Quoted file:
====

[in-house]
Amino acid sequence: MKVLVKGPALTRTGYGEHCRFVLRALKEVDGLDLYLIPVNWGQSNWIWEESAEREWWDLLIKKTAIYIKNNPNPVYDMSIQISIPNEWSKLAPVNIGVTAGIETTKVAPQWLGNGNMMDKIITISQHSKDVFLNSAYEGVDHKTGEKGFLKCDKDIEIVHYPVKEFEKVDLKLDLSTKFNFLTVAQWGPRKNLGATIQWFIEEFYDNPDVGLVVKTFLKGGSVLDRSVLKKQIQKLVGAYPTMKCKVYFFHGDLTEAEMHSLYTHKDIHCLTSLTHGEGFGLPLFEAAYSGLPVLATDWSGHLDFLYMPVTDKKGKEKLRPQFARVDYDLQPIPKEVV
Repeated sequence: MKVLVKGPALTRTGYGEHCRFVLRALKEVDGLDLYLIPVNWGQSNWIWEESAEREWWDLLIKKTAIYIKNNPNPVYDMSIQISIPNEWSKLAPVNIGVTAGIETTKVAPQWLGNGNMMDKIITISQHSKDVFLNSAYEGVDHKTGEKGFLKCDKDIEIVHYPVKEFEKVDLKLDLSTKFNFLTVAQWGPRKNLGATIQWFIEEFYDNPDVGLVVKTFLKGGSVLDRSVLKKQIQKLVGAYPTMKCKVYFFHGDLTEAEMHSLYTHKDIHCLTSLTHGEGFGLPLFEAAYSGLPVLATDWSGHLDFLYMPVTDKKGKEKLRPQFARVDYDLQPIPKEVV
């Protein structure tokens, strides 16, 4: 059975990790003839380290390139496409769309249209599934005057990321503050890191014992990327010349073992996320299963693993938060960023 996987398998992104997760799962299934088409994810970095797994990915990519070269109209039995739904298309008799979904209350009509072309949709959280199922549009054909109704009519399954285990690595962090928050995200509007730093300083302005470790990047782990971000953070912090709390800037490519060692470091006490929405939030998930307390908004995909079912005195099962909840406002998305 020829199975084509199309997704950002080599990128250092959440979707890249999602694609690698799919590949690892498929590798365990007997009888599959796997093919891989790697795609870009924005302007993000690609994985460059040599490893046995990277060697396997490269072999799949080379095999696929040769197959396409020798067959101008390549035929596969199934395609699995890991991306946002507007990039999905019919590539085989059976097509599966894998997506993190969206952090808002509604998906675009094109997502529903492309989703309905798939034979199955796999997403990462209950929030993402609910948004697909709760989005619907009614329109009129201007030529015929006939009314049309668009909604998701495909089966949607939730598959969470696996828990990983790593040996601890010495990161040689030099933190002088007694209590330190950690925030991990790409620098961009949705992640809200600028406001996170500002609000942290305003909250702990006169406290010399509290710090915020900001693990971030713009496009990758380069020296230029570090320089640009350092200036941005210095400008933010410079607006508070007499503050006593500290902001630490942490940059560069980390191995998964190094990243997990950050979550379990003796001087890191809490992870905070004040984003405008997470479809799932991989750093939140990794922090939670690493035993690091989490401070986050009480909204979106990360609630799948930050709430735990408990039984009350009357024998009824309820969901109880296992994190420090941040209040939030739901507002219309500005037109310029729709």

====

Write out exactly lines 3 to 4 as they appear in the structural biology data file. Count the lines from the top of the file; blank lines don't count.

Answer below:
Repeated sequence: MKVLVKGPALTRTGYGEHCRFVLRALKEVDGLDLYLIPVNWGQSNWIWEESAEREWWDLLIKKTAIYIKNNPNPVYDMSIQISIPNEWSKLAPVNIGVTAGIETTKVAPQWLGNGNMMDKIITISQHSKDVFLNSAYEGVDHKTGEKGFLKCDKDIEIVHYPVKEFEKVDLKLDLSTKFNFLTVAQWGPRKNLGATIQWFIEEFYDNPDVGLVVKTFLKGGSVLDRSVLKKQIQKLVGAYPTMKCKVYFFHGDLTEAEMHSLYTHKDIHCLTSLTHGEGFGLPLFEAAYSGLPVLATDWSGHLDFLYMPVTDKKGKEKLRPQFARVDYDLQPIPKEVV
């Protein structure tokens, strides 16, 4: 059975990790003839380290390139496409769309249209599934005057990321503050890191014992990327010349073992996320299963693993938060960023 996987398998992104997760799962299934088409994810970095797994990915990519070269109209039995739904298309008799979904209350009509072309949709959280199922549009054909109704009519399954285990690595962090928050995200509007730093300083302005470790990047782990971000953070912090709390800037490519060692470091006490929405939030998930307390908004995909079912005195099962909840406002998305 020829199975084509199309997704950002080599990128250092959440979707890249999602694609690698799919590949690892498929590798365990007997009888599959796997093919891989790697795609870009924005302007993000690609994985460059040599490893046995990277060697396997490269072999799949080379095999696929040769197959396409020798067959101008390549035929596969199934395609699995890991991306946002507007990039999905019919590539085989059976097509599966894998997506993190969206952090808002509604998906675009094109997502529903492309989703309905798939034979199955796999997403990462209950929030993402609910948004697909709760989005619907009614329109009129201007030529015929006939009314049309668009909604998701495909089966949607939730598959969470696996828990990983790593040996601890010495990161040689030099933190002088007694209590330190950690925030991990790409620098961009949705992640809200600028406001996170500002609000942290305003909250702990006169406290010399509290710090915020900001693990971030713009496009990758380069020296230029570090320089640009350092200036941005210095400008933010410079607006508070007499503050006593500290902001630490942490940059560069980390191995998964190094990243997990950050979550379990003796001087890191809490992870905070004040984003405008997470479809799932991989750093939140990794922090939670690493035993690091989490401070986050009480909204979106990360609630799948930050709430735990408990039984009350009357024998009824309820969901109880296992994190420090941040209040939030739901507002219309500005037109310029729709």